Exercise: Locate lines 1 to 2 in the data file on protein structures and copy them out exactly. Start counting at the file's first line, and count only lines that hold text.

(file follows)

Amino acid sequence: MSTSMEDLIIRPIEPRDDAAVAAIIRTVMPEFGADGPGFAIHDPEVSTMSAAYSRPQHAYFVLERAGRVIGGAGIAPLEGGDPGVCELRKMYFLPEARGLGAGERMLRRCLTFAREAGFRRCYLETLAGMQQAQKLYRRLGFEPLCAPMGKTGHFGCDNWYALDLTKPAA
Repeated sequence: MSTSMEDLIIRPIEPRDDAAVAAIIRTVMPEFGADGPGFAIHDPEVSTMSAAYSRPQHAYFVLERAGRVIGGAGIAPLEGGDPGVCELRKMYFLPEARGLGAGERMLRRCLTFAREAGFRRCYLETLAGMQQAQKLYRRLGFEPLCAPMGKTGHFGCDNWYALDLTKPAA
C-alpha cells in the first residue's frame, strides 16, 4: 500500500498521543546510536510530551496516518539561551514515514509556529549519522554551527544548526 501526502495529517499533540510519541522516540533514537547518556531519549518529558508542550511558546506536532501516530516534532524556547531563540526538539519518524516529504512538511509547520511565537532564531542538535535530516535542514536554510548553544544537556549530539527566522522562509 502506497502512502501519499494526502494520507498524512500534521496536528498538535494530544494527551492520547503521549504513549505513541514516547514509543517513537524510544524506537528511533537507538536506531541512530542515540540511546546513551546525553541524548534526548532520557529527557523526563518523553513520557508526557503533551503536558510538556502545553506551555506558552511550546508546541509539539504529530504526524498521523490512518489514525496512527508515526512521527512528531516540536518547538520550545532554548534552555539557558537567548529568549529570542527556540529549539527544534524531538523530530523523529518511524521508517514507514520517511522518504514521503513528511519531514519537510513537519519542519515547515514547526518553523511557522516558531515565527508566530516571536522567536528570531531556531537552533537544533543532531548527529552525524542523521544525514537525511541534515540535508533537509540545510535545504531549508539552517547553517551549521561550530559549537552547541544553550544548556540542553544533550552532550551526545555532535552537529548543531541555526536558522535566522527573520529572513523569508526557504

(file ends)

Amino acid sequence: MSTSMEDLIIRPIEPRDDAAVAAIIRTVMPEFGADGPGFAIHDPEVSTMSAAYSRPQHAYFVLERAGRVIGGAGIAPLEGGDPGVCELRKMYFLPEARGLGAGERMLRRCLTFAREAGFRRCYLETLAGMQQAQKLYRRLGFEPLCAPMGKTGHFGCDNWYALDLTKPAA
Repeated sequence: MSTSMEDLIIRPIEPRDDAAVAAIIRTVMPEFGADGPGFAIHDPEVSTMSAAYSRPQHAYFVLERAGRVIGGAGIAPLEGGDPGVCELRKMYFLPEARGLGAGERMLRRCLTFAREAGFRRCYLETLAGMQQAQKLYRRLGFEPLCAPMGKTGHFGCDNWYALDLTKPAA